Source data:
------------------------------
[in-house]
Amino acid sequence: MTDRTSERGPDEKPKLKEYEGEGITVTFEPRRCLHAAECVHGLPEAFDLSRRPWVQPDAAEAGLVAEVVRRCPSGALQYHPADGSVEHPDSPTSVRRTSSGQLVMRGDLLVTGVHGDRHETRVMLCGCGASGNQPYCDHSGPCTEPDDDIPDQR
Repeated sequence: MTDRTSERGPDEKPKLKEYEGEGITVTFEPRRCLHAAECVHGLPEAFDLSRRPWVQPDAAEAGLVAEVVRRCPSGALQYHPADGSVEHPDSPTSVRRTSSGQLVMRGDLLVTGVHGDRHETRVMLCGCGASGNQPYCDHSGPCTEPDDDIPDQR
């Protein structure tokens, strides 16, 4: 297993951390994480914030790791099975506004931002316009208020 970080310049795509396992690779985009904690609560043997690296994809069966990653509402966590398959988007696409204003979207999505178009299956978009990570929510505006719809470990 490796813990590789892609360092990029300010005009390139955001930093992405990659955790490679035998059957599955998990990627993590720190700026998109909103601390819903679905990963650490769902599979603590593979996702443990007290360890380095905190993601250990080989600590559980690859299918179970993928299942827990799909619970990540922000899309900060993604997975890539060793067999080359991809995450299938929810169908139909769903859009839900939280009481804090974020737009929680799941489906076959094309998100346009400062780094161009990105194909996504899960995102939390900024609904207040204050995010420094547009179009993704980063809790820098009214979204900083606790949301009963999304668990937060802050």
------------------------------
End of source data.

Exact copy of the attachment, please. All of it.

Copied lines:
[in-house]
Amino acid sequence: MTDRTSERGPDEKPKLKEYEGEGITVTFEPRRCLHAAECVHGLPEAFDLSRRPWVQPDAAEAGLVAEVVRRCPSGALQYHPADGSVEHPDSPTSVRRTSSGQLVMRGDLLVTGVHGDRHETRVMLCGCGASGNQPYCDHSGPCTEPDDDIPDQR
Repeated sequence: MTDRTSERGPDEKPKLKEYEGEGITVTFEPRRCLHAAECVHGLPEAFDLSRRPWVQPDAAEAGLVAEVVRRCPSGALQYHPADGSVEHPDSPTSVRRTSSGQLVMRGDLLVTGVHGDRHETRVMLCGCGASGNQPYCDHSGPCTEPDDDIPDQR
């Protein structure tokens, strides 16, 4: 297993951390994480914030790791099975506004931002316009208020 970080310049795509396992690779985009904690609560043997690296994809069966990653509402966590398959988007696409204003979207999505178009299956978009990570929510505006719809470990 490796813990590789892609360092990029300010005009390139955001930093992405990659955790490679035998059957599955998990990627993590720190700026998109909103601390819903679905990963650490769902599979603590593979996702443990007290360890380095905190993601250990080989600590559980690859299918179970993928299942827990799909619970990540922000899309900060993604997975890539060793067999080359991809995450299938929810169908139909769903859009839900939280009481804090974020737009929680799941489906076959094309998100346009400062780094161009990105194909996504899960995102939390900024609904207040204050995010420094547009179009993704980063809790820098009214979204900083606790949301009963999304668990937060802050």